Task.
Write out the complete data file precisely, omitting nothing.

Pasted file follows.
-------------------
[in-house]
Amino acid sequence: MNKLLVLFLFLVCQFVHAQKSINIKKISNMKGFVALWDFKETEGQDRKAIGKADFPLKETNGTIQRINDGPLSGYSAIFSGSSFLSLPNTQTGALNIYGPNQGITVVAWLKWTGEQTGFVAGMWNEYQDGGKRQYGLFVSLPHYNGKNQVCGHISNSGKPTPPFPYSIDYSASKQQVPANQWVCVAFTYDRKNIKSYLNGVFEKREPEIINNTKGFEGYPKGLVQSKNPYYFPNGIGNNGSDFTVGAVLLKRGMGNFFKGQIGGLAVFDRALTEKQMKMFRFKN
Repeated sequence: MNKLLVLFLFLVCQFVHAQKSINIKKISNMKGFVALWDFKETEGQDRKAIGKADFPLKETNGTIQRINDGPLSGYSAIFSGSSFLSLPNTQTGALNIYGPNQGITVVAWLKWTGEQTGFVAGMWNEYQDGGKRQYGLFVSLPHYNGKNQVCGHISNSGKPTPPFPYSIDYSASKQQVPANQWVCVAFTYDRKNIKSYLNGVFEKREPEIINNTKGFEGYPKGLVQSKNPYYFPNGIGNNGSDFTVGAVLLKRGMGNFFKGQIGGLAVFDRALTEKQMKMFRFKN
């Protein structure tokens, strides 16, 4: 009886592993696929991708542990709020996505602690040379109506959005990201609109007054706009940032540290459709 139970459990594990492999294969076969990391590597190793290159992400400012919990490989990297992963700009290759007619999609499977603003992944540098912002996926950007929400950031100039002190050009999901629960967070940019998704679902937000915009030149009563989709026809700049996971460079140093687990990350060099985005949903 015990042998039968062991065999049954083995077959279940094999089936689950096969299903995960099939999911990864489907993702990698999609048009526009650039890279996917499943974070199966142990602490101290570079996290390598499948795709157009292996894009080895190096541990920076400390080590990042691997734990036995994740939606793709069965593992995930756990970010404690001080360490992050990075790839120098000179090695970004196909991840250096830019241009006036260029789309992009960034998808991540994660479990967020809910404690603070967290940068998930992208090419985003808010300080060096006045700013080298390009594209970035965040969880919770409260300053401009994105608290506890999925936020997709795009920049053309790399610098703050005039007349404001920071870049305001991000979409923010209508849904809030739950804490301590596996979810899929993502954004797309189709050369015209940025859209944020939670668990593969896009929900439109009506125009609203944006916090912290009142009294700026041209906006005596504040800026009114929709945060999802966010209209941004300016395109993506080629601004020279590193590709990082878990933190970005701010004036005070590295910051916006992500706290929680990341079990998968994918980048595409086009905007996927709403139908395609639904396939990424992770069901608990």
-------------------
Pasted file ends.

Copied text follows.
[in-house]
Amino acid sequence: MNKLLVLFLFLVCQFVHAQKSINIKKISNMKGFVALWDFKETEGQDRKAIGKADFPLKETNGTIQRINDGPLSGYSAIFSGSSFLSLPNTQTGALNIYGPNQGITVVAWLKWTGEQTGFVAGMWNEYQDGGKRQYGLFVSLPHYNGKNQVCGHISNSGKPTPPFPYSIDYSASKQQVPANQWVCVAFTYDRKNIKSYLNGVFEKREPEIINNTKGFEGYPKGLVQSKNPYYFPNGIGNNGSDFTVGAVLLKRGMGNFFKGQIGGLAVFDRALTEKQMKMFRFKN
Repeated sequence: MNKLLVLFLFLVCQFVHAQKSINIKKISNMKGFVALWDFKETEGQDRKAIGKADFPLKETNGTIQRINDGPLSGYSAIFSGSSFLSLPNTQTGALNIYGPNQGITVVAWLKWTGEQTGFVAGMWNEYQDGGKRQYGLFVSLPHYNGKNQVCGHISNSGKPTPPFPYSIDYSASKQQVPANQWVCVAFTYDRKNIKSYLNGVFEKREPEIINNTKGFEGYPKGLVQSKNPYYFPNGIGNNGSDFTVGAVLLKRGMGNFFKGQIGGLAVFDRALTEKQMKMFRFKN
């Protein structure tokens, strides 16, 4: 009886592993696929991708542990709020996505602690040379109506959005990201609109007054706009940032540290459709 139970459990594990492999294969076969990391590597190793290159992400400012919990490989990297992963700009290759007619999609499977603003992944540098912002996926950007929400950031100039002190050009999901629960967070940019998704679902937000915009030149009563989709026809700049996971460079140093687990990350060099985005949903 015990042998039968062991065999049954083995077959279940094999089936689950096969299903995960099939999911990864489907993702990698999609048009526009650039890279996917499943974070199966142990602490101290570079996290390598499948795709157009292996894009080895190096541990920076400390080590990042691997734990036995994740939606793709069965593992995930756990970010404690001080360490992050990075790839120098000179090695970004196909991840250096830019241009006036260029789309992009960034998808991540994660479990967020809910404690603070967290940068998930992208090419985003808010300080060096006045700013080298390009594209970035965040969880919770409260300053401009994105608290506890999925936020997709795009920049053309790399610098703050005039007349404001920071870049305001991000979409923010209508849904809030739950804490301590596996979810899929993502954004797309189709050369015209940025859209944020939670668990593969896009929900439109009506125009609203944006916090912290009142009294700026041209906006005596504040800026009114929709945060999802966010209209941004300016395109993506080629601004020279590193590709990082878990933190970005701010004036005070590295910051916006992500706290929680990341079990998968994918980048595409086009905007996927709403139908395609639904396939990424992770069901608990």